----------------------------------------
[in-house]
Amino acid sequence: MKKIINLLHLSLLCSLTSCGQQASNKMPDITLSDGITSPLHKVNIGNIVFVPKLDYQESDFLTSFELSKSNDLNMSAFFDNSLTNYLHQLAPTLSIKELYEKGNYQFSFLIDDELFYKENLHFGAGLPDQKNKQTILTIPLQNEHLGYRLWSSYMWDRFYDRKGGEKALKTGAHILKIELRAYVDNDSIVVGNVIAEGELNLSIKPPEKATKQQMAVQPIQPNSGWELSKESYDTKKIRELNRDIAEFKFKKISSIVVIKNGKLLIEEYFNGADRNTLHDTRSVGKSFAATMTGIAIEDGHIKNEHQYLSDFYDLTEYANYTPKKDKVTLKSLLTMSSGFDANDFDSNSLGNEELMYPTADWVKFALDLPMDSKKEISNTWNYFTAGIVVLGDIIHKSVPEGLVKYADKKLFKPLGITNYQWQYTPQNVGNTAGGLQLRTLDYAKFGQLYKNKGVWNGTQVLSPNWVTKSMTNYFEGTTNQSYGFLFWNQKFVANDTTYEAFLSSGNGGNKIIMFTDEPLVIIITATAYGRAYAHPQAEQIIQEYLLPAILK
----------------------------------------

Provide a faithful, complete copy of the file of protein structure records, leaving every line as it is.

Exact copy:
[in-house]
Amino acid sequence: MKKIINLLHLSLLCSLTSCGQQASNKMPDITLSDGITSPLHKVNIGNIVFVPKLDYQESDFLTSFELSKSNDLNMSAFFDNSLTNYLHQLAPTLSIKELYEKGNYQFSFLIDDELFYKENLHFGAGLPDQKNKQTILTIPLQNEHLGYRLWSSYMWDRFYDRKGGEKALKTGAHILKIELRAYVDNDSIVVGNVIAEGELNLSIKPPEKATKQQMAVQPIQPNSGWELSKESYDTKKIRELNRDIAEFKFKKISSIVVIKNGKLLIEEYFNGADRNTLHDTRSVGKSFAATMTGIAIEDGHIKNEHQYLSDFYDLTEYANYTPKKDKVTLKSLLTMSSGFDANDFDSNSLGNEELMYPTADWVKFALDLPMDSKKEISNTWNYFTAGIVVLGDIIHKSVPEGLVKYADKKLFKPLGITNYQWQYTPQNVGNTAGGLQLRTLDYAKFGQLYKNKGVWNGTQVLSPNWVTKSMTNYFEGTTNQSYGFLFWNQKFVANDTTYEAFLSSGNGGNKIIMFTDEPLVIIITATAYGRAYAHPQAEQIIQEYLLPAILK